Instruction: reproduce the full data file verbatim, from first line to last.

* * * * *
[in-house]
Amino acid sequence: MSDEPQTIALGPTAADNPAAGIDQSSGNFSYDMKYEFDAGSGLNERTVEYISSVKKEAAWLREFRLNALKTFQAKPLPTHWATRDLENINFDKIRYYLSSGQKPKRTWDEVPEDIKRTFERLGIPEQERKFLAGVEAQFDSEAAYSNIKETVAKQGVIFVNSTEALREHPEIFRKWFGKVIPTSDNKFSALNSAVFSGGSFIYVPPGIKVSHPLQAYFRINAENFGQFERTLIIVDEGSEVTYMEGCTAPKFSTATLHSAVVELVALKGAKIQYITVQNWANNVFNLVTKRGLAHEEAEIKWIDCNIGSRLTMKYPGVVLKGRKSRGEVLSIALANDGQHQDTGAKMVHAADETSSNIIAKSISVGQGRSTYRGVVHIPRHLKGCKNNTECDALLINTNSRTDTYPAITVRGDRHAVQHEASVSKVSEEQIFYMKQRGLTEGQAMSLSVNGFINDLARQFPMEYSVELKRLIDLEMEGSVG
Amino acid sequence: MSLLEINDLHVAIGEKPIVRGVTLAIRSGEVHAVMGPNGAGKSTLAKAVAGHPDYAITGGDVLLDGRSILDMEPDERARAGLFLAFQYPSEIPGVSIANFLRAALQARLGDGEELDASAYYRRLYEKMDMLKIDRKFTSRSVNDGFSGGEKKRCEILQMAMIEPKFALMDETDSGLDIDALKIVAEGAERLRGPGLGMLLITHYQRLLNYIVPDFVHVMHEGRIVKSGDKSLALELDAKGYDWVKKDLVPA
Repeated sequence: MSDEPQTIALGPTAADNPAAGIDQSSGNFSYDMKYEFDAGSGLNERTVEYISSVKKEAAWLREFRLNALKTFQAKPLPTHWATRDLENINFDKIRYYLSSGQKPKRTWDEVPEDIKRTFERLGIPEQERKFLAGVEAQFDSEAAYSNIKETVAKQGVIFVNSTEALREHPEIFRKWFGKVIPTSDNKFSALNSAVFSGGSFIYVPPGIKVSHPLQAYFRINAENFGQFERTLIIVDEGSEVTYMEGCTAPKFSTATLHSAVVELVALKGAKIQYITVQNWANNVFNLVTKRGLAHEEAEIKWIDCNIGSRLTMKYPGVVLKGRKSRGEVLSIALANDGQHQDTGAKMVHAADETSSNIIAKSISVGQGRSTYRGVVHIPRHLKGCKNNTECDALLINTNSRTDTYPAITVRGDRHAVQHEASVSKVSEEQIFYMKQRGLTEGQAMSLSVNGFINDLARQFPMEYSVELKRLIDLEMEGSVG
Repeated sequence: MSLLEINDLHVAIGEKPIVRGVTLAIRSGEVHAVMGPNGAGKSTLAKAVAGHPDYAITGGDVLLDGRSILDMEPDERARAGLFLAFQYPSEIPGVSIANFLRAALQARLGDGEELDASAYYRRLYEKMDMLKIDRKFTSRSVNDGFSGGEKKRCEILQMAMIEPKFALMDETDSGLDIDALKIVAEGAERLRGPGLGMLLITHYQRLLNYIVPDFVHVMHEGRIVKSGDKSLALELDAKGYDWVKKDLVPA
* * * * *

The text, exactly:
[in-house]
Amino acid sequence: MSDEPQTIALGPTAADNPAAGIDQSSGNFSYDMKYEFDAGSGLNERTVEYISSVKKEAAWLREFRLNALKTFQAKPLPTHWATRDLENINFDKIRYYLSSGQKPKRTWDEVPEDIKRTFERLGIPEQERKFLAGVEAQFDSEAAYSNIKETVAKQGVIFVNSTEALREHPEIFRKWFGKVIPTSDNKFSALNSAVFSGGSFIYVPPGIKVSHPLQAYFRINAENFGQFERTLIIVDEGSEVTYMEGCTAPKFSTATLHSAVVELVALKGAKIQYITVQNWANNVFNLVTKRGLAHEEAEIKWIDCNIGSRLTMKYPGVVLKGRKSRGEVLSIALANDGQHQDTGAKMVHAADETSSNIIAKSISVGQGRSTYRGVVHIPRHLKGCKNNTECDALLINTNSRTDTYPAITVRGDRHAVQHEASVSKVSEEQIFYMKQRGLTEGQAMSLSVNGFINDLARQFPMEYSVELKRLIDLEMEGSVG
Amino acid sequence: MSLLEINDLHVAIGEKPIVRGVTLAIRSGEVHAVMGPNGAGKSTLAKAVAGHPDYAITGGDVLLDGRSILDMEPDERARAGLFLAFQYPSEIPGVSIANFLRAALQARLGDGEELDASAYYRRLYEKMDMLKIDRKFTSRSVNDGFSGGEKKRCEILQMAMIEPKFALMDETDSGLDIDALKIVAEGAERLRGPGLGMLLITHYQRLLNYIVPDFVHVMHEGRIVKSGDKSLALELDAKGYDWVKKDLVPA
Repeated sequence: MSDEPQTIALGPTAADNPAAGIDQSSGNFSYDMKYEFDAGSGLNERTVEYISSVKKEAAWLREFRLNALKTFQAKPLPTHWATRDLENINFDKIRYYLSSGQKPKRTWDEVPEDIKRTFERLGIPEQERKFLAGVEAQFDSEAAYSNIKETVAKQGVIFVNSTEALREHPEIFRKWFGKVIPTSDNKFSALNSAVFSGGSFIYVPPGIKVSHPLQAYFRINAENFGQFERTLIIVDEGSEVTYMEGCTAPKFSTATLHSAVVELVALKGAKIQYITVQNWANNVFNLVTKRGLAHEEAEIKWIDCNIGSRLTMKYPGVVLKGRKSRGEVLSIALANDGQHQDTGAKMVHAADETSSNIIAKSISVGQGRSTYRGVVHIPRHLKGCKNNTECDALLINTNSRTDTYPAITVRGDRHAVQHEASVSKVSEEQIFYMKQRGLTEGQAMSLSVNGFINDLARQFPMEYSVELKRLIDLEMEGSVG
Repeated sequence: MSLLEINDLHVAIGEKPIVRGVTLAIRSGEVHAVMGPNGAGKSTLAKAVAGHPDYAITGGDVLLDGRSILDMEPDERARAGLFLAFQYPSEIPGVSIANFLRAALQARLGDGEELDASAYYRRLYEKMDMLKIDRKFTSRSVNDGFSGGEKKRCEILQMAMIEPKFALMDETDSGLDIDALKIVAEGAERLRGPGLGMLLITHYQRLLNYIVPDFVHVMHEGRIVKSGDKSLALELDAKGYDWVKKDLVPA